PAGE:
Having recently finished reading N.K. Jemisin's Broken Earth trilogy which featured stone humanoid creatures called stone eaters, I was well-prepared to meet Natasha Pulley's Peruvian markayuq, humanoid creatures that give every appearance of being stone statues. Gradually it becomes apparent that the markayuq are actually capable of movement and that they are guardians of a sacred forest. They are treated like Christian saints by the villagers in the area where they exist. The villagers bring offerings to them and pray to them. But all of this is far along into the story told in The Bedlam Stacks. The beginning is something else altogether.
It is 1859 when we meet Merrick Tremayne on the family estate in Cornwall. He is - or has recently been - an employee (actually a smuggler) of the East Indian Company until he was caught in the middle of the Opium Wars in a battle near Canton where his leg was injured so badly that he almost lost it. Now, he's back home with his brother, Charles, on the sprawling, crumbling estate called Heligan. He's able to walk with the aid of a cane, but he is far from recovered.
Strange things are happening at Heligan. A tree explodes, setting off small fires, and a stone statue that overlooks Merrick's and Charles' father's grave appears to move. When Merrick mentions the moving statue, Charles threatens to have him committed to an asylum, where their mother is already in residence.
The estate is virtually bankrupt and Charles, insisting that Merrick must earn his way, secures a post for him as a parson in a nearby village. It appears that he may have no choice but to accept, until his old employer comes to the rescue with a scheme to send him to Peru to secure cuttings from the cinchona trees from which quinine is made. There is a serious outbreak of malaria in India and quinine is desperately needed.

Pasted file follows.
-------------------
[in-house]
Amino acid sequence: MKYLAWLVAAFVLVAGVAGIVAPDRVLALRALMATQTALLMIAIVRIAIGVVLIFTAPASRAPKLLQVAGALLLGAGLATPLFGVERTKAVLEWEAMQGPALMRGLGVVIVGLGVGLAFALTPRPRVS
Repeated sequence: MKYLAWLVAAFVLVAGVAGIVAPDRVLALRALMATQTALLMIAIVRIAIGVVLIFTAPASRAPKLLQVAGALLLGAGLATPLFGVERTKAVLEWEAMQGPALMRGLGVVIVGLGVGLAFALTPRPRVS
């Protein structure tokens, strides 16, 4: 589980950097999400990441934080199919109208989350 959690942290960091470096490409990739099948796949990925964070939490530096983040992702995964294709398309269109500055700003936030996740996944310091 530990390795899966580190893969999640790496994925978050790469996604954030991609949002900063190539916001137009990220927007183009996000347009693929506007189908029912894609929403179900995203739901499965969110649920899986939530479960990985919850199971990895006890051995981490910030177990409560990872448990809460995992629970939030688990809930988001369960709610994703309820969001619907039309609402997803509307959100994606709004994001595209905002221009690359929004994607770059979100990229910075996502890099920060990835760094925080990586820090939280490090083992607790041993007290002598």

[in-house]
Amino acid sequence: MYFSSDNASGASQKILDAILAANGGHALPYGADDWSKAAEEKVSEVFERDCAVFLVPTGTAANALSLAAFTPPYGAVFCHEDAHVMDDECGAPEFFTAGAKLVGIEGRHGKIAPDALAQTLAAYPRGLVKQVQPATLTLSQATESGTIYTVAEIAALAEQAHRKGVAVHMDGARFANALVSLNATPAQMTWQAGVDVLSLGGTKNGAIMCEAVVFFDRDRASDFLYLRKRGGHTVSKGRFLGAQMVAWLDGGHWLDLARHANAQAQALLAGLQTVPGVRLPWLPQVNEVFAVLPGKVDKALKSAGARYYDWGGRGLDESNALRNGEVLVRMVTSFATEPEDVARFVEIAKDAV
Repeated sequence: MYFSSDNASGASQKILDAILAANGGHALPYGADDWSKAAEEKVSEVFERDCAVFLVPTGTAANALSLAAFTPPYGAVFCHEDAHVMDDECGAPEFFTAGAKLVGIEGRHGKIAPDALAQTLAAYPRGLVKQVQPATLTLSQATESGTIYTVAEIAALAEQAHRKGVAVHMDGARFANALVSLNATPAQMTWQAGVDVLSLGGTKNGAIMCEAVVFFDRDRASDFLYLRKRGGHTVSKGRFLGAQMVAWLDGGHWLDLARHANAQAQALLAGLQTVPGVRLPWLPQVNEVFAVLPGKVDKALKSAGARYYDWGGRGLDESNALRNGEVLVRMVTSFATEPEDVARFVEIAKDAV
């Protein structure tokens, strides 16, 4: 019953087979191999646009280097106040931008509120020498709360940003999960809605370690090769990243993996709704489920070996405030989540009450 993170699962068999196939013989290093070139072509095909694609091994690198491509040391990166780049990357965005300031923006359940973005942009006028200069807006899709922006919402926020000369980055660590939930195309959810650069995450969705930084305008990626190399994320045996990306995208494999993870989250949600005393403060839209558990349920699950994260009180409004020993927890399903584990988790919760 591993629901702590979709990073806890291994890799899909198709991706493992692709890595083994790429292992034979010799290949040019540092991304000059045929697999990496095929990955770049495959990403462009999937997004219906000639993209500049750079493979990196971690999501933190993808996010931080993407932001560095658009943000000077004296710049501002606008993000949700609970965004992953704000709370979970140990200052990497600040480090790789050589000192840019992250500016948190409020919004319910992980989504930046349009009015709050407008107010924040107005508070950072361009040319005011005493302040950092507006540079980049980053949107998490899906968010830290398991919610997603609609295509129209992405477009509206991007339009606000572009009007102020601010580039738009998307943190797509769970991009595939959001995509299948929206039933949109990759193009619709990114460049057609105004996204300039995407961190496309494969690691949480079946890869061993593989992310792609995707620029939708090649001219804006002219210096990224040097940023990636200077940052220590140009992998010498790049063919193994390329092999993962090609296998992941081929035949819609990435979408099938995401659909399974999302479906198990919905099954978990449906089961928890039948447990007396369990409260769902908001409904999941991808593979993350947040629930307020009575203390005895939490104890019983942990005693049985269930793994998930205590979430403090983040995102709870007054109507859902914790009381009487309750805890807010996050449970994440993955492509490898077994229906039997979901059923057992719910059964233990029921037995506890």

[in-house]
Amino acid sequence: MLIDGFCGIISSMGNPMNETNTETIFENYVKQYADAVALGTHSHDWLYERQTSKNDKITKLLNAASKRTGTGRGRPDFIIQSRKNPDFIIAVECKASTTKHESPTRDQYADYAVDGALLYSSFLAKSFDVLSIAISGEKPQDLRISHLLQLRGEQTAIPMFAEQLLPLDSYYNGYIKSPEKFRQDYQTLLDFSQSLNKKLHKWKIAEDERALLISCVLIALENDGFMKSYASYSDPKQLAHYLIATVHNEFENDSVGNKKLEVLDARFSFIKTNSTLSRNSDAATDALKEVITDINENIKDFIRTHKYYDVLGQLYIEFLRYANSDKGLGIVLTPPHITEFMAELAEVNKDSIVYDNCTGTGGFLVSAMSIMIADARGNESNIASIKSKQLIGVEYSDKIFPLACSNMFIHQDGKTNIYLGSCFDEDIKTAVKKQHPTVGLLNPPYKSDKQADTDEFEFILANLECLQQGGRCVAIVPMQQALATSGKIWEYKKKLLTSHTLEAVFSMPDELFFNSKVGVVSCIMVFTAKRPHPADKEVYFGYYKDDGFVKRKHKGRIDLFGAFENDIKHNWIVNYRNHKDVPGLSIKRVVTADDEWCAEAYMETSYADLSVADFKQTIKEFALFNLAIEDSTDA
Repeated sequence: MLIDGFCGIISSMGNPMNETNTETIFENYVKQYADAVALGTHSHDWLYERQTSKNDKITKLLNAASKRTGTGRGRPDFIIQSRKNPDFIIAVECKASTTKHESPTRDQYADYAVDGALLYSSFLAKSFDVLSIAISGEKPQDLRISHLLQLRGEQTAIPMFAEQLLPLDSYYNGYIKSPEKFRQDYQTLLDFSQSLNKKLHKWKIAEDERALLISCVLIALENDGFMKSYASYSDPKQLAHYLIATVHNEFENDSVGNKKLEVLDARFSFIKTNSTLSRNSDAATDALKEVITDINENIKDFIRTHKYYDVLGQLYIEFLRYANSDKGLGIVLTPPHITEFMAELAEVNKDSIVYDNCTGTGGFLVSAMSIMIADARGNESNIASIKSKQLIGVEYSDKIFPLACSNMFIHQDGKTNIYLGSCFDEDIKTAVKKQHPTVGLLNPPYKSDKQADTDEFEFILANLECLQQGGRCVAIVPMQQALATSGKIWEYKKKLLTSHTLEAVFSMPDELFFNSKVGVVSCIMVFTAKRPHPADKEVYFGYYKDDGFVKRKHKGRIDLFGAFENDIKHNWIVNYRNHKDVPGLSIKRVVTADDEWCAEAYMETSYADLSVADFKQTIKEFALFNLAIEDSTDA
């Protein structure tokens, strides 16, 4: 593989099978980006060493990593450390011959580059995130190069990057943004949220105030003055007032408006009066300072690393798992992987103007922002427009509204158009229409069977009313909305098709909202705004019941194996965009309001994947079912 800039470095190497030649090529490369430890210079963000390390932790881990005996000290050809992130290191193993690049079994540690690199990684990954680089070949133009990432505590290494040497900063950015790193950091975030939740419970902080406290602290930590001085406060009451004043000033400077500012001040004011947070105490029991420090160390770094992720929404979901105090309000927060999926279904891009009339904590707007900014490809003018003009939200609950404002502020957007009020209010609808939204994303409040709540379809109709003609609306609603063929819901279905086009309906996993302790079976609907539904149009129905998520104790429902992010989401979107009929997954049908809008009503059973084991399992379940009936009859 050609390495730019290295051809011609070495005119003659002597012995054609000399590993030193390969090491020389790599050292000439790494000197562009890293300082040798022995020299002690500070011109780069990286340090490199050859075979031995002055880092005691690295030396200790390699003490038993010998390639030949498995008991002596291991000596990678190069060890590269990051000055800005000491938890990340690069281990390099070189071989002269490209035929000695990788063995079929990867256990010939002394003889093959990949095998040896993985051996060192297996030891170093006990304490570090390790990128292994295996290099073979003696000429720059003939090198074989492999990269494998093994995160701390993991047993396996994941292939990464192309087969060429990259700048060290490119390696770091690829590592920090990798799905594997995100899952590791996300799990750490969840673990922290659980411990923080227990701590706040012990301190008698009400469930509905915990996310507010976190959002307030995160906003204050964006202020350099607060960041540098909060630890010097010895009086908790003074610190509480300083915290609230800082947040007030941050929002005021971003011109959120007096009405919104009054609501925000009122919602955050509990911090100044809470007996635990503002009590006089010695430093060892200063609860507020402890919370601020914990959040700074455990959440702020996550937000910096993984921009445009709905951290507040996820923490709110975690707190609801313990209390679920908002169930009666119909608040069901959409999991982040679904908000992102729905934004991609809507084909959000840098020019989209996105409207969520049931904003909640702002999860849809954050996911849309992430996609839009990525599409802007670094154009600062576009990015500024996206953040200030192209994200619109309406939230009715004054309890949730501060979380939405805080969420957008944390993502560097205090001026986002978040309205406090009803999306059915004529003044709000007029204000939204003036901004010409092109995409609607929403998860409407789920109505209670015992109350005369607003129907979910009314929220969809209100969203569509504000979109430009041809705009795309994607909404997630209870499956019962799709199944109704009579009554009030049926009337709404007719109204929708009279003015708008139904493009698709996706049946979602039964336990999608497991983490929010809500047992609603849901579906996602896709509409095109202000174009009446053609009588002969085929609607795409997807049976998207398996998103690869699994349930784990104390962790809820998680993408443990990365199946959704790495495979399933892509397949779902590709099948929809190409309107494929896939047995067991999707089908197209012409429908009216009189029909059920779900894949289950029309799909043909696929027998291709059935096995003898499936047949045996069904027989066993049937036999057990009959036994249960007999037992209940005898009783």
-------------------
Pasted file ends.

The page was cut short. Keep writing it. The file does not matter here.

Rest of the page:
Merrick initially turns down the assignment with the response that he is physically unfit for such a trip, but then his old friends Clem and Minna Markham show up to persuade him. Clem will lead the expedition and all that will be required of Merrick is to get the cuttings and deliver them safely to India. Easy peasy, as my kids used to say.
Most of the action in the book takes place in Peru in a village called New Bethlehem or Bedlam to which Merrick has a familial connection. His father and grandfather had been there before him.
The Bedlam Stacks are actually volcanic obsidian formations around which the village is built. The priest of the village is named Raphael and he is charged with guiding the Markham/Tremayne expedition. Curiously, there is a salt line barrier between the village and the nearby forest and everyone is forbidden from crossing that line. Anyone who does cross it will be killed, as several previous expeditions have learned to their sorrow. The one person who is able to freely cross the line and return safely is Raphael.
Raphael is an interesting character, probably my favorite. The growing friendship between him and Merrick is one of the most compelling plot lines in the story. It becomes particularly important when Markham proves himself to be an overweening jerk. But I mustn't give too much away...
This is a book that is hard to categorize. It is part historical fiction, but has elements of a thriller and of science fiction or fantasy; however, at its heart it is the story of a unique friendship. The book starts slowly and the parts that take place in Cornwall are a bit confusing at first, but once we arrive in Peru, the action quickly picks up speed. The prose is beautiful and the descriptions of landscape make the reader feel as though she is there. All in all, a fascinating read.
My rating: 4 of 5 stars